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Your Good Health: Johnson & Johnson vaccine uses viral vector technology

Moderna, Pfizer shots use mRNA
web1_dr-keith-roach-with-bkg
Dr. Keith Roach

Dear Dr. Roach: Can you tell me why the Johnson & Johnson vaccinations only requires one shot to be considered fully vaccinated as opposed to the others that require two shots? I understand some vaccinations require a booster shot. But usually it’s months or a year or two before the second one is required, if I remember giving my kids their vaccinations and the scheduling requirements. And no, I’m not vaccinated yet. I have trouble with things that are being shoved down my throat, requiring me to sign off on my rights, as this obviously hasn’t been put through normal tests. I didn’t have to sign off on any vaccinations for all three of my children, so I’m not sure why they’re expecting me to sign off on these ones — other than the fact that they’ve been rushed and the manufacturing companies don’t want to be liable for the mistakes that they’ve possibly made.

B.E.

Many vaccines require multiple doses. Maybe you’ve forgotten, but hepatitis B is three shots; DTaP is five shots; polio is four shots for the primary sequence. Our immune system is very good, but repeated exposure to a germ helps our immune system learn how to fight off invaders.

The Johnson & Johnson vaccine uses a viral vector technology, different from the Moderna or Pfizer vaccines, which use mRNA. All three of those vaccines are effective at preventing serious illness and death from COVID-19. Early data from the Johnson & Johnson vaccine showed very high effectiveness after one dose. However, data presented in October showed that giving a booster shot after the Johnson & Johnson vaccine dramatically improved the immune response. Giving a second dose of Johnson & Johnson increased the neutralizing antibody level in the blood more than fourfold. However, giving a booster dose of the Moderna vaccine to people who had a single dose of the Johnson & Johnson vaccine increased the neutralizing antibodies by 75-fold.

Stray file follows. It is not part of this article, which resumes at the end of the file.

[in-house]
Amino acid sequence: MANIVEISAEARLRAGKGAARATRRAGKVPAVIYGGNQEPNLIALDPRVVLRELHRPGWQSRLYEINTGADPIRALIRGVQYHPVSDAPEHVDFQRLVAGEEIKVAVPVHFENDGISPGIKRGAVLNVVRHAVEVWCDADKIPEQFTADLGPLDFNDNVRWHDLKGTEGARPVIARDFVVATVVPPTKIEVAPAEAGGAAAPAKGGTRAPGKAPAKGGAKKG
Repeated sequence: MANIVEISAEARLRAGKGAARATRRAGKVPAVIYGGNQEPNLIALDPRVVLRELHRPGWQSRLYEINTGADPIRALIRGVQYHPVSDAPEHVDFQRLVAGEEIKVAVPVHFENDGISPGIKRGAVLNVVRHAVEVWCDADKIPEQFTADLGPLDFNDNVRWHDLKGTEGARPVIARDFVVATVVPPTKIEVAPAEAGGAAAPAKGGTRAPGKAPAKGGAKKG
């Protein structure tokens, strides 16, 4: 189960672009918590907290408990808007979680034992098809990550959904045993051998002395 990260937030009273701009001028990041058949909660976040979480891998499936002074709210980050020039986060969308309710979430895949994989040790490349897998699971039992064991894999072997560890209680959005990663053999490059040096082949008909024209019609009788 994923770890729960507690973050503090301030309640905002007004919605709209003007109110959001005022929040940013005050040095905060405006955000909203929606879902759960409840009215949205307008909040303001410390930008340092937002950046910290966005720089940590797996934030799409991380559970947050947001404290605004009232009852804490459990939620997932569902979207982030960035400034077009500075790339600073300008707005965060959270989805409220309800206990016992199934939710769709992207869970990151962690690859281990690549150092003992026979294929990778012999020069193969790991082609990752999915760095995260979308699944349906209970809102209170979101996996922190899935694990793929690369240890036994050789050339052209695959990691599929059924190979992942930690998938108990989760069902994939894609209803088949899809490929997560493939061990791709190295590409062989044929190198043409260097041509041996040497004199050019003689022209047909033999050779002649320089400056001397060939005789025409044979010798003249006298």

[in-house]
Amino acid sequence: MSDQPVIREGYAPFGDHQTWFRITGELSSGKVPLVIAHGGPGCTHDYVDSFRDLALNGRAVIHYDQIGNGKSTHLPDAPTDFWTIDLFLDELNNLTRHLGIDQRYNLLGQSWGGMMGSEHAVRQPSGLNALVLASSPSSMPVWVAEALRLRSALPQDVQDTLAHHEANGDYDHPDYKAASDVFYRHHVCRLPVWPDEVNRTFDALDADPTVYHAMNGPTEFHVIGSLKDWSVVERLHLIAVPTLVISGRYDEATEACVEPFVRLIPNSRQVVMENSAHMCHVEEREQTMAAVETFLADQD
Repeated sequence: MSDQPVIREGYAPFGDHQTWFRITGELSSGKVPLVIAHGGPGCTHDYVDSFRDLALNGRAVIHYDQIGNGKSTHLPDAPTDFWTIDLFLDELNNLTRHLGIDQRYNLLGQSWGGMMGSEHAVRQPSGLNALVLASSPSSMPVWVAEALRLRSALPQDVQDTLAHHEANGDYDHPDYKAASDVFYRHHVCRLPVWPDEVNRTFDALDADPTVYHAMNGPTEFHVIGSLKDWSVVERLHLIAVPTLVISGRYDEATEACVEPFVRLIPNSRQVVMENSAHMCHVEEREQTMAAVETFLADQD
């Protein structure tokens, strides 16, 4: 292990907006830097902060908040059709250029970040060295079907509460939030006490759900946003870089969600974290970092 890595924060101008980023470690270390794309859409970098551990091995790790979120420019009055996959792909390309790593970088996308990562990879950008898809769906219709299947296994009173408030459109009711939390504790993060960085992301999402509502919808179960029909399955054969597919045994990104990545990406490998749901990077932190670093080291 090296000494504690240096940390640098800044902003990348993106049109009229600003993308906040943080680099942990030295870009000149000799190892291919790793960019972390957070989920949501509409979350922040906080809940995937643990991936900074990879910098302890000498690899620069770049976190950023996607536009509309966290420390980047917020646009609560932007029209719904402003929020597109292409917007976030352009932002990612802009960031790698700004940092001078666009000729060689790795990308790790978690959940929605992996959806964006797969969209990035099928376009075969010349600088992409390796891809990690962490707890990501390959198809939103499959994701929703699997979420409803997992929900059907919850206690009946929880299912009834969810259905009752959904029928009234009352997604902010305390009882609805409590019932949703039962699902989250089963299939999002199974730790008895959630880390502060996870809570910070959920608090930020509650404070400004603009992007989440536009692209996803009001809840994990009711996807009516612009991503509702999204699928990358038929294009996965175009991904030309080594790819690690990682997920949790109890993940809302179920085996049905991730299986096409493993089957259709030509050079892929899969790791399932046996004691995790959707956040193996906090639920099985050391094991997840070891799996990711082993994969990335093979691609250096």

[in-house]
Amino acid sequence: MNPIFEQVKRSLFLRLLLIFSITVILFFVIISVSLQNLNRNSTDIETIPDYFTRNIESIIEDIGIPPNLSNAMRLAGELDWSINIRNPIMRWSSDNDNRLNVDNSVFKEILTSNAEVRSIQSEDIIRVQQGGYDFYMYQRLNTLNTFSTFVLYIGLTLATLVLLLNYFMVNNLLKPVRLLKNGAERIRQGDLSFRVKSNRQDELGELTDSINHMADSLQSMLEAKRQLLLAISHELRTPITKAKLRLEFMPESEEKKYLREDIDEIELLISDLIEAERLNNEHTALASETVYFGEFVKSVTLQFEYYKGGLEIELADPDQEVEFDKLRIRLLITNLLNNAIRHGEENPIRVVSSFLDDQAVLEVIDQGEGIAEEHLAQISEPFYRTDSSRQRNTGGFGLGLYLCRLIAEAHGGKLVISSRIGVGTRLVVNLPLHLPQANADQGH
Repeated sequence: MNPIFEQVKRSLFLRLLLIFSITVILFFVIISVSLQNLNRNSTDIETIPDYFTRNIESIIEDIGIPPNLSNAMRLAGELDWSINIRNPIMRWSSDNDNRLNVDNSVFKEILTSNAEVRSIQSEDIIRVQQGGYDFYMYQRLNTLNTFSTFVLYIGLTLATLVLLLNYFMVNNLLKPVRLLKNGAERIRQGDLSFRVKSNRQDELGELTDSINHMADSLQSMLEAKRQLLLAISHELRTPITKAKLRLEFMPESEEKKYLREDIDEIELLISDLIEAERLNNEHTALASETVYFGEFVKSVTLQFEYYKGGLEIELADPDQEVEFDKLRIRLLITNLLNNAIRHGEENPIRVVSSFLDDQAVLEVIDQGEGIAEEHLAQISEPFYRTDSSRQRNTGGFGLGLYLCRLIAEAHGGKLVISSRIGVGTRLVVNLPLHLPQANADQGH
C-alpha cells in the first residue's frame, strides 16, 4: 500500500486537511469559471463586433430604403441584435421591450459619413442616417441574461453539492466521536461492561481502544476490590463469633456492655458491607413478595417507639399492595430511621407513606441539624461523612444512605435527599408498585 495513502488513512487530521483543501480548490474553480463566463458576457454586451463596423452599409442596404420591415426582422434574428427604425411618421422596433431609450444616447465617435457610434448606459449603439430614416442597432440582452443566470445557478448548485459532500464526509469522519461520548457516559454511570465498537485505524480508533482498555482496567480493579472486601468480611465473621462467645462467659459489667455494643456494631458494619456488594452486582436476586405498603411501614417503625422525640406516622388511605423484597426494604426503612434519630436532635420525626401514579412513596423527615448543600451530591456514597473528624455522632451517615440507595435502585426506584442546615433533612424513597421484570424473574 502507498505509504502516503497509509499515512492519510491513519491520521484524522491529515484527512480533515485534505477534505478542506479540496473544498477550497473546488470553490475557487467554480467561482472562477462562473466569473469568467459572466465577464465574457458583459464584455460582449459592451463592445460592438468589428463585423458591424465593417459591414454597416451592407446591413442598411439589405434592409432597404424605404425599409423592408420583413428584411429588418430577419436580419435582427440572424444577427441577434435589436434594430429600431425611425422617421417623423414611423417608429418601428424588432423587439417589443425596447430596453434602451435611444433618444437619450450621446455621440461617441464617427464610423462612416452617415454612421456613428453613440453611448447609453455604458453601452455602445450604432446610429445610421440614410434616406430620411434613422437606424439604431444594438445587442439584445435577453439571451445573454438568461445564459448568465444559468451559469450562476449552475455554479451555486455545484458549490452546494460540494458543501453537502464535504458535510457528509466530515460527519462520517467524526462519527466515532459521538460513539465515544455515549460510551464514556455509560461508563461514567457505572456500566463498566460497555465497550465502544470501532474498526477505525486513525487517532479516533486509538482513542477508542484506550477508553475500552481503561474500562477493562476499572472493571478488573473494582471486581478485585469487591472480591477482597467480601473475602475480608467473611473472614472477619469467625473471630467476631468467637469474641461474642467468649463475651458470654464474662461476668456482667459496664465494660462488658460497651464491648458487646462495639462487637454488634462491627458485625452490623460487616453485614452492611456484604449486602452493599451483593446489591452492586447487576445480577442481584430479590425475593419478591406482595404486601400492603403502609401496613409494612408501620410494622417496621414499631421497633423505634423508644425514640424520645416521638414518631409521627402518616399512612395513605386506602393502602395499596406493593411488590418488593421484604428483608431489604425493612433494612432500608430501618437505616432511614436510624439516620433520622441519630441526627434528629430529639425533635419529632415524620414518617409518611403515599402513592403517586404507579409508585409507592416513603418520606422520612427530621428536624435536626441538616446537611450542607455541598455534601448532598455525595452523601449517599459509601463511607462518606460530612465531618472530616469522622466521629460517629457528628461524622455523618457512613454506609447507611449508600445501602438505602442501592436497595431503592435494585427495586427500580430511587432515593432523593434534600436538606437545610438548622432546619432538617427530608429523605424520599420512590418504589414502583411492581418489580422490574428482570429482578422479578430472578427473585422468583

I do understand that nobody likes to be forced to get a medical procedure done, especially one, like COVID-19 vaccines, that has not been around a long time. There are some important reasons why you should still get it. The most important is that COVID-19 has killed over 5 million people worldwide as of this writing, including almost 750,000 in the U.S. and almost 30,000 in Canada. You really want protection from this deadly disease.

I’d also say that nobody is forcing you to get the vaccine (since you haven’t had it). However, businesses have the right to refuse you if you aren’t vaccinated, just like schools don’t allow children to enroll who don’t have their vaccines up to date. You certainly had to agree to your children getting vaccinated. You don’t give up your rights when being vaccinated. The National Vaccine Compensation Program and Countermeasures Injury Compensation Program provide benefits in the unlikely event of injuries caused by covered vaccines in the United States.

I’m also going to disagree that the processed has been rushed in such a way that mistakes are likely. It is true that the vaccines were approved faster than any other vaccine in history, but that corresponds to the normal testing being done more quickly than in previous vaccines. Truly enormous resources were put into the development and testing of these vaccines. More than 7 billion doses have now been given out, and the safety of the vaccine is very high. Serious side effects include allergic reactions, blood clotting problems and myocarditis (inflammation of heart muscle). The likelihood of a severe reaction is less than 1 in 10,000.

Dr. Roach regrets that he is unable to answer individual letters, but will incorporate them in the column whenever possible. Readers may email questions to ToYourGoodHealth@med.cornell.edu